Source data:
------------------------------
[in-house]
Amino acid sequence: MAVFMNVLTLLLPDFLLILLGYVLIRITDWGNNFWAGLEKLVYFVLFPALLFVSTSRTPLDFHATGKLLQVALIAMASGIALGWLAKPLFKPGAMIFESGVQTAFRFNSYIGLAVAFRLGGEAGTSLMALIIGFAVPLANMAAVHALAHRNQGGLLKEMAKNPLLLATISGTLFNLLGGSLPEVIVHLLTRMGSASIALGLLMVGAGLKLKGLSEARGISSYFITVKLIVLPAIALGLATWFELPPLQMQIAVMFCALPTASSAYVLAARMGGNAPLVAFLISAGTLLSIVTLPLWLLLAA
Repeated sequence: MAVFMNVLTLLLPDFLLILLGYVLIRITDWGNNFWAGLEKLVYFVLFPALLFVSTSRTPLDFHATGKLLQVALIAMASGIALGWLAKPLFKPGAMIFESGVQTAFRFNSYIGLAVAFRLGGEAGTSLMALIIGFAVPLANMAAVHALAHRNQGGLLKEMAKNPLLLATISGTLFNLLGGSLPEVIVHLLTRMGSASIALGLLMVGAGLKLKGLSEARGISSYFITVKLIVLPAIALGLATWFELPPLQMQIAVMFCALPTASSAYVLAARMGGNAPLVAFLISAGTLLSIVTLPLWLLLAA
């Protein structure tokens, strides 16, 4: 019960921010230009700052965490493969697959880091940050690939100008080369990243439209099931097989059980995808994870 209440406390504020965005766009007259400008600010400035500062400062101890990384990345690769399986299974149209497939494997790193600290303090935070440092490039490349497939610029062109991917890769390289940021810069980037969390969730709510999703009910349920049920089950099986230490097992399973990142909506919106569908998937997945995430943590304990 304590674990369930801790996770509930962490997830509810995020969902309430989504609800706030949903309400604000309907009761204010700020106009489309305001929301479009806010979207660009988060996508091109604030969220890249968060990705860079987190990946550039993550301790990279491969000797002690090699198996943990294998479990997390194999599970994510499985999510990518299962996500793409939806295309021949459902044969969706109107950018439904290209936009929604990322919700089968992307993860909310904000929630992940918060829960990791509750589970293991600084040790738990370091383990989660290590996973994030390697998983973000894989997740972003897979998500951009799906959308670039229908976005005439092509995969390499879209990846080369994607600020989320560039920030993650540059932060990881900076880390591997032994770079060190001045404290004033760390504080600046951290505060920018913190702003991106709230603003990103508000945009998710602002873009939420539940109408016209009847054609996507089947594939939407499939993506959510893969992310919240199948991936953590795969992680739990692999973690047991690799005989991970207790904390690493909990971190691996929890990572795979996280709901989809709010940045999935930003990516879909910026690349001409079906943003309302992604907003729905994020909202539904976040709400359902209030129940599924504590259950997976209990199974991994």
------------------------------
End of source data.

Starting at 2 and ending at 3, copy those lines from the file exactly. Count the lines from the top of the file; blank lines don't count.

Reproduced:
Amino acid sequence: MAVFMNVLTLLLPDFLLILLGYVLIRITDWGNNFWAGLEKLVYFVLFPALLFVSTSRTPLDFHATGKLLQVALIAMASGIALGWLAKPLFKPGAMIFESGVQTAFRFNSYIGLAVAFRLGGEAGTSLMALIIGFAVPLANMAAVHALAHRNQGGLLKEMAKNPLLLATISGTLFNLLGGSLPEVIVHLLTRMGSASIALGLLMVGAGLKLKGLSEARGISSYFITVKLIVLPAIALGLATWFELPPLQMQIAVMFCALPTASSAYVLAARMGGNAPLVAFLISAGTLLSIVTLPLWLLLAA
Repeated sequence: MAVFMNVLTLLLPDFLLILLGYVLIRITDWGNNFWAGLEKLVYFVLFPALLFVSTSRTPLDFHATGKLLQVALIAMASGIALGWLAKPLFKPGAMIFESGVQTAFRFNSYIGLAVAFRLGGEAGTSLMALIIGFAVPLANMAAVHALAHRNQGGLLKEMAKNPLLLATISGTLFNLLGGSLPEVIVHLLTRMGSASIALGLLMVGAGLKLKGLSEARGISSYFITVKLIVLPAIALGLATWFELPPLQMQIAVMFCALPTASSAYVLAARMGGNAPLVAFLISAGTLLSIVTLPLWLLLAA